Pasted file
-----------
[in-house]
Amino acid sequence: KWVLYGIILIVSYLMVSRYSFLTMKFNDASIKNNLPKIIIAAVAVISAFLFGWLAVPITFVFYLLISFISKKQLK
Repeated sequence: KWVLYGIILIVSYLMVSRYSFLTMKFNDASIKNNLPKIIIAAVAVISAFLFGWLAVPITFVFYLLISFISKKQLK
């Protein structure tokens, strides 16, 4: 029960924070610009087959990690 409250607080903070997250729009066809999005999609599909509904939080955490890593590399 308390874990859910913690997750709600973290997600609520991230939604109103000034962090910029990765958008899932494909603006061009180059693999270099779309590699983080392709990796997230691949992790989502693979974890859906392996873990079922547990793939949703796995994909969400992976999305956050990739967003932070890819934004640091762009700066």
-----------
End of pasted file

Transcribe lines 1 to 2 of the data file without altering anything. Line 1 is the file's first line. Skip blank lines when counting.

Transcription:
[in-house]
Amino acid sequence: KWVLYGIILIVSYLMVSRYSFLTMKFNDASIKNNLPKIIIAAVAVISAFLFGWLAVPITFVFYLLISFISKKQLK